See Cong. Research Serv., supra at 12–13.  According to a recent report by the Executive Director of Amnesty International USA and the former U.S. deputy assistant secretary of state for international organizations, the Human Rights Council has “demonstrate[d] a newfound credibility as a human rights watchdog” due “in significant part to vigorous, determined efforts by the United States” after it rejoined the body in 2009.  The report further asserts that “[t]he story of how the United States and others turned around the Human Rights Council . . . offers a case study on effective tactics for achieving U.S. policy goals through multilateral diplomacy and advancing human rights norms at the United Nations.”  Suzanne Nossel, Advancing Human Rights in the UN System, Council on Foreign Relations Working Paper at 1 (May 2012).

The United States’ renewed diplomacy on the Council has not prevented the government from criticizing the Council’s shortcomings, including bloc voting, membership of states with poor human rights records, insufficient leadership from countries with positive human rights records, and excessive criticism of Israel.  See Cong. Research Serv., supra at 17–18. 

The General Assembly resolution that established the Human Rights Council in 2006 called for a review of its work and functioning after five years.  In 2009, the Council created an open-ended working group to address these issues. … Some states, NGOs, and commentators have questioned the effectiveness of the five-year review.  The United States, for example, “felt the review did not sufficiently address the Council’s weaknesses, particularly its focus on Israel and lack of mechanisms for ensuring credible membership.”  Cong. Research Serv., supra at Summary.  A coalition of NGOs agreed, characterizing as “deplorable” the failure “to address the weaknesses in the work and functioning of the Council and the categorical refusal to even consider options that would improve the Council’s performance.”  Human Rights Watch, Review of the Human Rights Council: A Deplorable Lack of Progress, Feb. 9, 2011.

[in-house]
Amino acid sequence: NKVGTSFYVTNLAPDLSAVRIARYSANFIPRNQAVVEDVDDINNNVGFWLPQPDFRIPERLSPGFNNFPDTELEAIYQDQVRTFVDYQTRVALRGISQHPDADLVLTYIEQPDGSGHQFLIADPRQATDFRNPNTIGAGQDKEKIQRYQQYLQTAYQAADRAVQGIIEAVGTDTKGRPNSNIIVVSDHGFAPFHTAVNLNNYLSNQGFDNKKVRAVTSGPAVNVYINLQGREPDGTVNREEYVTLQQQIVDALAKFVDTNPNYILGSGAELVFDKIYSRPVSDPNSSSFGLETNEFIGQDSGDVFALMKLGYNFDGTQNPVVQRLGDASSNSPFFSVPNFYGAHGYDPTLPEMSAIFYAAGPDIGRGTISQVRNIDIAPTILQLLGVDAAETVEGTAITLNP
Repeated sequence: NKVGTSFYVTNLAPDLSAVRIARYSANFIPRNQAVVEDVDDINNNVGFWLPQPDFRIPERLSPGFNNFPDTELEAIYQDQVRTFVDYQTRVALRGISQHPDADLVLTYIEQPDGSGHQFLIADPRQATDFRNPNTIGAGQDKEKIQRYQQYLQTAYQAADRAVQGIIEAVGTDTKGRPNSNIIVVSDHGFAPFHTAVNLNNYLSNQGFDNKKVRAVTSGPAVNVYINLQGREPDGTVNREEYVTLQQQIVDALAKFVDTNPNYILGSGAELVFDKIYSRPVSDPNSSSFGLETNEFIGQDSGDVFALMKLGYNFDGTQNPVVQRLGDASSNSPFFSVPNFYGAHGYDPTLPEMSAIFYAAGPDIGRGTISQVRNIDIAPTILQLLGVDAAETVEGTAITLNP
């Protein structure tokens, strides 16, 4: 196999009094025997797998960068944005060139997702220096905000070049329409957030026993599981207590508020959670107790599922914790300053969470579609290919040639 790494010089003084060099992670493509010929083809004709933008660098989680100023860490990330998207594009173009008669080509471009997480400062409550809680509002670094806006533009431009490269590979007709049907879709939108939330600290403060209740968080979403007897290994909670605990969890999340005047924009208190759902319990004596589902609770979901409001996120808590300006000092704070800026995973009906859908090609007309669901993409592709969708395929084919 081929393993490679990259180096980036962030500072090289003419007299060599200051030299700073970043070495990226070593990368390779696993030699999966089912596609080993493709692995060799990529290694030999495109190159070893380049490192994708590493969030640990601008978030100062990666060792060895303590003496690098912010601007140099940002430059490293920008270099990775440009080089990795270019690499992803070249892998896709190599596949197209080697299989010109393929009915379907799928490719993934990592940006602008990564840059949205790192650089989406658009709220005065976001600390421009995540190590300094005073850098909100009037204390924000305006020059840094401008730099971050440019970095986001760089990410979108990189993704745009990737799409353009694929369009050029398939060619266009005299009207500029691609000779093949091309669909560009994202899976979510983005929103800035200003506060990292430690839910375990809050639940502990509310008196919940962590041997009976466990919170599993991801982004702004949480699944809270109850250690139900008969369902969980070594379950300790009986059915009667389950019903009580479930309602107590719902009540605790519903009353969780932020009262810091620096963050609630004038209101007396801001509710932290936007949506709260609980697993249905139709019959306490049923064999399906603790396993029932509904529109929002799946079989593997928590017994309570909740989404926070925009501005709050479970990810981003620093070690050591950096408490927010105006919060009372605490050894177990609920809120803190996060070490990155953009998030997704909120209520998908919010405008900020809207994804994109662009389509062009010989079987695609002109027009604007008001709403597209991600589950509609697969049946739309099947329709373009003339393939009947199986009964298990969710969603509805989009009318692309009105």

On October 2, 2015, Human Rights Watch and other groups issued a “Joint NGO Statement” at the close of the latest meeting of the Council, which began, “As we close this session, civil society shares a sense of disappointment about the Council's overall failure to effectively fulfil its mandate to address situations of human rights violations, and hold States to account for these violations.” It decried “a growing tendency of giving a clearly outsized role to those States responsible for human rights violations in holding the pen on resolutions. They often do so not with the intention of actually addressing the situation, but with the aim of shielding their own acts and omissions from international scrutiny. Sadly, they are often supported by their allies for the sake of political expediency. This practice undermines the mandate of the Human Rights Council.”


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August 04, 2016

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Samuel Moyn

Harvard Law School